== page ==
GE financial services unit may be valued at more than $20 bln in IPO: FT

Ed Crooks and Camilla Hall

General Electric has confirmed plans to spin off its North American retail financial services business as a separate company, starting with an initial public offering next year.

An IPO could value the unit at more than $20 billion.

The spin-off, which would take GE out of consumer finance in North America, is intended to be the industrial group's last large-scale disposal under a restructuring to sharpen its focus on manufacturing operations.

Jeff Immelt, chief executive, aims to cut GE's reliance on financial services earnings, and to concentrate on commercial lending. Mr Immelt said in May that the group was looking at a possible spin-off of the consumer finance unit.

In a filing with the Securities and Exchange Commission, the US regulator, on Friday, GE said it planned to sell up to 20 percent of the business in the IPO in 2014, and then separate it off completely through a share distribution to its investors in 2015.

(Read more: Investors expect many tech IPOs next year)

The business includes private label credit cards issued by retailers, other types of store credit and car loans. It had assets of $53bn at the end of the third quarter, and is expected to make net income of about $2.2bn this year.

GE said that under listing rules, it was not able to give any guidance on the value of the business to be spun off.

However, Discover Financial Services, a US credit card company seen by analysts as the closest comparator to GE's North American retail financial services business, made $2.4 billion in net income last year and has a market capitalisation of about $25 billion, suggesting that the new company created by the IPO could be valued at about $23 billion.

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In its filing, GE also said that before the planned spin-off in 2015, it could sell part or all of its holding in the unit.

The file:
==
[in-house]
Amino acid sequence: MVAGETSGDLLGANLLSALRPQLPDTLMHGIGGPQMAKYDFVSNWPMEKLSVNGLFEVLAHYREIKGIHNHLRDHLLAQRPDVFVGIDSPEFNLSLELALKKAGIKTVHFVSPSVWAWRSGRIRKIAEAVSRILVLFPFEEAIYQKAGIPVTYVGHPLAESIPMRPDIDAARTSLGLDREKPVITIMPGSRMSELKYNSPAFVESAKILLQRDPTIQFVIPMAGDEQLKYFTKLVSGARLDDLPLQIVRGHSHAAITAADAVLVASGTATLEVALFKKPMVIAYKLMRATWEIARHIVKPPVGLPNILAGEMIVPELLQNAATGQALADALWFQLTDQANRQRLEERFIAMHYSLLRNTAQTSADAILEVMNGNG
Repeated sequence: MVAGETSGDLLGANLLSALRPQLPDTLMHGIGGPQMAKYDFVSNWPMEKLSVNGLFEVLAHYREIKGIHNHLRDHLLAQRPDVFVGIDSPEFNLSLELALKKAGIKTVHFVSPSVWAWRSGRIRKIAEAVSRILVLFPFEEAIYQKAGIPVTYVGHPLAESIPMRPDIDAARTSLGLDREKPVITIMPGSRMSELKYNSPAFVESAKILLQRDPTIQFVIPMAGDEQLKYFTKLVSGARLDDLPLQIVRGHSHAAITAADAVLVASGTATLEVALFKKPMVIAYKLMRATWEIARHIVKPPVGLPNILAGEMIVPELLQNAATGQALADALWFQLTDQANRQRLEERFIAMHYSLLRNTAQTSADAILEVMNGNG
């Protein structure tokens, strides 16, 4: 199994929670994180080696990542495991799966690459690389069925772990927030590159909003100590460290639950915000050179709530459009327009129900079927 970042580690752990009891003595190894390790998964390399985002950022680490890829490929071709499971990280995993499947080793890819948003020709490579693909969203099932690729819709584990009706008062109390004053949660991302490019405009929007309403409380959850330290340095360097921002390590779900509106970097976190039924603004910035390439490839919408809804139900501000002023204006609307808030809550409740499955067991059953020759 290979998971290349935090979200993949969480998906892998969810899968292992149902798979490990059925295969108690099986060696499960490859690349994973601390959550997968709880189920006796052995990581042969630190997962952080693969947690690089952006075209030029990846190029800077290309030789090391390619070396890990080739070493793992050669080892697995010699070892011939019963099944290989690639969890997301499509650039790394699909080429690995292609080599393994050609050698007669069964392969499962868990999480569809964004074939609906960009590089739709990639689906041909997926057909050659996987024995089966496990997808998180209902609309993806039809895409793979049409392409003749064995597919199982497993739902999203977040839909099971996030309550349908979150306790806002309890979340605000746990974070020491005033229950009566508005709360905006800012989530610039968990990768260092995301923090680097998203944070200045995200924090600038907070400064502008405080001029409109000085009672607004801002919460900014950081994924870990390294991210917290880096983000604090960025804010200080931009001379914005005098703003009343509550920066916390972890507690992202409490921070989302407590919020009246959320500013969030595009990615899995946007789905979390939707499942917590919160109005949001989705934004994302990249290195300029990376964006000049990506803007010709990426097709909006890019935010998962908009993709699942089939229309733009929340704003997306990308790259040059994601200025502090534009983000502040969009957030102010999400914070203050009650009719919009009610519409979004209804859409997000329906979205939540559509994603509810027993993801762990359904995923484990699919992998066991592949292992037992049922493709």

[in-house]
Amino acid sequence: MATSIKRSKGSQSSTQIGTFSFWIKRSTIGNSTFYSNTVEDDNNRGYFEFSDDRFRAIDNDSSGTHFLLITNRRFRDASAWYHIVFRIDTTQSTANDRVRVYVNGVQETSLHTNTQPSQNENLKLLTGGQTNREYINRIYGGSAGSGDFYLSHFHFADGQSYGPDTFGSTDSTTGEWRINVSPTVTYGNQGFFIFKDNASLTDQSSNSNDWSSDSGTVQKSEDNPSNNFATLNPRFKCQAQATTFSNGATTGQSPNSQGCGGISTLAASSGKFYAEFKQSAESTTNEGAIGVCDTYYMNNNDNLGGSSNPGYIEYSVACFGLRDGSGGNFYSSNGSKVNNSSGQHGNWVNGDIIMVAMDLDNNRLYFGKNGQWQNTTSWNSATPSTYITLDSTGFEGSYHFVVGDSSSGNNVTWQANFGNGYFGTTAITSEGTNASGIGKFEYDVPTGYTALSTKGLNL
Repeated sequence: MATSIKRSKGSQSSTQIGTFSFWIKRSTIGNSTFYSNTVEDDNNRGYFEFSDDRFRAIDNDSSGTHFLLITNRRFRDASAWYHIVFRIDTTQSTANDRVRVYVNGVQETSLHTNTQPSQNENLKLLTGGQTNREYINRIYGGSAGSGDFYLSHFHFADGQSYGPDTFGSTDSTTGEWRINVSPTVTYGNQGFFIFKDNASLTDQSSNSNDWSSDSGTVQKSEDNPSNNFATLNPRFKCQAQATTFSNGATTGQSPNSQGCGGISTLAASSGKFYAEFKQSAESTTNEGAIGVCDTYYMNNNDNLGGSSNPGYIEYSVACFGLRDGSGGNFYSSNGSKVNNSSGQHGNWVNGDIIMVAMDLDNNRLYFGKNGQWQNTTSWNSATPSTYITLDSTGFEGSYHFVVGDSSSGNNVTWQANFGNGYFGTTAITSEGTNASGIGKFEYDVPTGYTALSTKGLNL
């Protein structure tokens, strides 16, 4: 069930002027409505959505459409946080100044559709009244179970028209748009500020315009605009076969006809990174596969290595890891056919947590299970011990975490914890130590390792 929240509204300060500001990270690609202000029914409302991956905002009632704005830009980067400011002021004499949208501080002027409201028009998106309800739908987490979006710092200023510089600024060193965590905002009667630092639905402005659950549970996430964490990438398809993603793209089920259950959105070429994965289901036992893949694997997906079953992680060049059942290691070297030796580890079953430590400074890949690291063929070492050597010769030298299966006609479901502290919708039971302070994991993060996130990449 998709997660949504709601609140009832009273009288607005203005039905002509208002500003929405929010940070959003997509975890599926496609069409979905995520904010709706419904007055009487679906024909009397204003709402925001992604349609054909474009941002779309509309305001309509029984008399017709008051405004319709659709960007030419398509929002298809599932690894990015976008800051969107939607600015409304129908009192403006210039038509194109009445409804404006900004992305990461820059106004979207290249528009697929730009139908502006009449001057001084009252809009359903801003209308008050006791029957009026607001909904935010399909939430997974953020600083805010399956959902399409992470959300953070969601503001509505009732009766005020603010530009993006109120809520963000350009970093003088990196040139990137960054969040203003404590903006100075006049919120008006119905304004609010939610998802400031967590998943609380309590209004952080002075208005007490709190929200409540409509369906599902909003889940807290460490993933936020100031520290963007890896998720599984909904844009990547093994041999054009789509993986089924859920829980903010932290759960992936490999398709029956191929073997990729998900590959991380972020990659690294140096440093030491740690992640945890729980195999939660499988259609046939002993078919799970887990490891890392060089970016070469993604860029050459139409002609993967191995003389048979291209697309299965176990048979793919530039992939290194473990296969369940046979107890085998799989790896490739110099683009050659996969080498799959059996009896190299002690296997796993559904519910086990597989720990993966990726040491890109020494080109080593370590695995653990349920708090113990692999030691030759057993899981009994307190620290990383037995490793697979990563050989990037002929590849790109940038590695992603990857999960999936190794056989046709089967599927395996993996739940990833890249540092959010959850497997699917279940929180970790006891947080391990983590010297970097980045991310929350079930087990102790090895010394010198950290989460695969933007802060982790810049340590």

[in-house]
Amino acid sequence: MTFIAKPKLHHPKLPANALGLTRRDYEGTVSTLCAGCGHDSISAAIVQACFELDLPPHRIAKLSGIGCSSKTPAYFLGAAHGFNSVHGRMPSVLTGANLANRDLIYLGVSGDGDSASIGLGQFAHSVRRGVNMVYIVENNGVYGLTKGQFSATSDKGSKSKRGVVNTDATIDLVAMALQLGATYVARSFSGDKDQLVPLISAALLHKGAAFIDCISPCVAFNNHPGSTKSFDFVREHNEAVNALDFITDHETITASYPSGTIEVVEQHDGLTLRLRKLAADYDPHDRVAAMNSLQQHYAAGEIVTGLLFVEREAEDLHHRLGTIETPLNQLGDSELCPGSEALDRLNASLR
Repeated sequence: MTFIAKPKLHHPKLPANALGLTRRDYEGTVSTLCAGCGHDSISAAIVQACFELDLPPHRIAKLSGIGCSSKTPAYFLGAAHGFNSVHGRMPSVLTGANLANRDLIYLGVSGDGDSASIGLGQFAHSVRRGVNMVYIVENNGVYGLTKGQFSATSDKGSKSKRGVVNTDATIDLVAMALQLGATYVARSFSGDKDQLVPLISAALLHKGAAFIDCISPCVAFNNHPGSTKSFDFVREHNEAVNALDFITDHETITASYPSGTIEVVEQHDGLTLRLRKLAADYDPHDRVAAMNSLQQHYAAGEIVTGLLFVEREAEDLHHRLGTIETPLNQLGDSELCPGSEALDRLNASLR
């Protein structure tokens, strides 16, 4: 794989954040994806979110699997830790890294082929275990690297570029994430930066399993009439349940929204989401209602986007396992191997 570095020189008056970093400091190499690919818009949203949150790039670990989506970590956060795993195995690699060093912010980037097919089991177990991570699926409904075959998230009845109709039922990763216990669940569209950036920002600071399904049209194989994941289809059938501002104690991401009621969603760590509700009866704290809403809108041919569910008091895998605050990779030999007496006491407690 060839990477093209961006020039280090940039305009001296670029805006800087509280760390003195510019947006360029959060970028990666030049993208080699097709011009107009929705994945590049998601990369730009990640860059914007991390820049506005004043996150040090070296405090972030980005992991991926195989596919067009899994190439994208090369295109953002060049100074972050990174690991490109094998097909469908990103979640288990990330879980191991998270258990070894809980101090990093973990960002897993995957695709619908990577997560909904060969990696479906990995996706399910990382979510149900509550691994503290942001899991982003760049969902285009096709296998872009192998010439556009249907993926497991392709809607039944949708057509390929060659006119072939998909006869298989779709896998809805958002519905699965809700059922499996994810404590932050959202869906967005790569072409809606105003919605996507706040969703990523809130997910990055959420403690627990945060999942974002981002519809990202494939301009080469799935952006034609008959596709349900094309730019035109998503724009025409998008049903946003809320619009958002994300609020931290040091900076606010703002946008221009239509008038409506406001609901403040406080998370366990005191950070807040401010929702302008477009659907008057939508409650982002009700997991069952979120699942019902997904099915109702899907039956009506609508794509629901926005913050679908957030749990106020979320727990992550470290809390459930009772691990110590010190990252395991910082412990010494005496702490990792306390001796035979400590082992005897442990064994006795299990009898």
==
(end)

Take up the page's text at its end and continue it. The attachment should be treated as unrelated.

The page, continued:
GE Capital, the financial services division, has generated much of the group's growth both before and after the financial crisis, but suffered large losses during 2008-09 that forced GE to cut its dividend and lost the group its triple A credit rating.

Investors now generally value financial services earnings less than profits from GE's more stable manufacturing operations.

The financial services businesses also face tighter regulation, and have had their credit rating cut by agencies.

Mr Immelt wants to cut GE's reliance on financial services earnings from about 45 per cent of the group's total last year to about 30 per cent.

Keith Sherin, who took over as chief executive of GE Capital in July, said in a presentation for analysts and investors that the division was "still going to be an important part of the company".

He said GE Capital would focus on its core activities, including lending to middle-market businesses and supporting equipment sales by GE's manufacturing operations such as power generation equipment and aero engines.

Mr Sherin said it was "a good time to exit this [US retail] business". He added: "The capital markets are pretty strong."

GE shares rose 0.9 percent after the announcement to $27.24.